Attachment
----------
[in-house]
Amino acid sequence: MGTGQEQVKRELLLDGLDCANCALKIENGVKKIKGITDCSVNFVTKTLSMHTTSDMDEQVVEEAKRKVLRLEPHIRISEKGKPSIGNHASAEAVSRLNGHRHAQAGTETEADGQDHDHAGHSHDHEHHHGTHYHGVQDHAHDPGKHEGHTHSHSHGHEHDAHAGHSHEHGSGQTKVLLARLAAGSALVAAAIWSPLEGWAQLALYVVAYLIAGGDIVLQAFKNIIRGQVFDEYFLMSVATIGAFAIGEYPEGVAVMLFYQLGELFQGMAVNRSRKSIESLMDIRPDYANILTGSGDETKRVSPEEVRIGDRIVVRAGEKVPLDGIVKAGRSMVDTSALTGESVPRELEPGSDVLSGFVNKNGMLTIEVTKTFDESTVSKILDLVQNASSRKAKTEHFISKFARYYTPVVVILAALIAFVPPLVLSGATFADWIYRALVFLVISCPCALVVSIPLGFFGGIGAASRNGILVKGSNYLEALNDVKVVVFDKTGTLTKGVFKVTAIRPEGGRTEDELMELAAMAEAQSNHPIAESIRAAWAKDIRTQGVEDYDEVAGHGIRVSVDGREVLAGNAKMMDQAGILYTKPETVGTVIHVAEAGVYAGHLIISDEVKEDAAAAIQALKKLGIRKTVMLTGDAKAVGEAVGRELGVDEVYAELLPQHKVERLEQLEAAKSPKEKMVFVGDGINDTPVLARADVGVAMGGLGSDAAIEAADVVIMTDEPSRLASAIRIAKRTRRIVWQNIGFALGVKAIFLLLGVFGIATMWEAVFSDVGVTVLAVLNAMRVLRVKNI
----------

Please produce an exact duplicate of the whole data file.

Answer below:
[in-house]
Amino acid sequence: MGTGQEQVKRELLLDGLDCANCALKIENGVKKIKGITDCSVNFVTKTLSMHTTSDMDEQVVEEAKRKVLRLEPHIRISEKGKPSIGNHASAEAVSRLNGHRHAQAGTETEADGQDHDHAGHSHDHEHHHGTHYHGVQDHAHDPGKHEGHTHSHSHGHEHDAHAGHSHEHGSGQTKVLLARLAAGSALVAAAIWSPLEGWAQLALYVVAYLIAGGDIVLQAFKNIIRGQVFDEYFLMSVATIGAFAIGEYPEGVAVMLFYQLGELFQGMAVNRSRKSIESLMDIRPDYANILTGSGDETKRVSPEEVRIGDRIVVRAGEKVPLDGIVKAGRSMVDTSALTGESVPRELEPGSDVLSGFVNKNGMLTIEVTKTFDESTVSKILDLVQNASSRKAKTEHFISKFARYYTPVVVILAALIAFVPPLVLSGATFADWIYRALVFLVISCPCALVVSIPLGFFGGIGAASRNGILVKGSNYLEALNDVKVVVFDKTGTLTKGVFKVTAIRPEGGRTEDELMELAAMAEAQSNHPIAESIRAAWAKDIRTQGVEDYDEVAGHGIRVSVDGREVLAGNAKMMDQAGILYTKPETVGTVIHVAEAGVYAGHLIISDEVKEDAAAAIQALKKLGIRKTVMLTGDAKAVGEAVGRELGVDEVYAELLPQHKVERLEQLEAAKSPKEKMVFVGDGINDTPVLARADVGVAMGGLGSDAAIEAADVVIMTDEPSRLASAIRIAKRTRRIVWQNIGFALGVKAIFLLLGVFGIATMWEAVFSDVGVTVLAVLNAMRVLRVKNI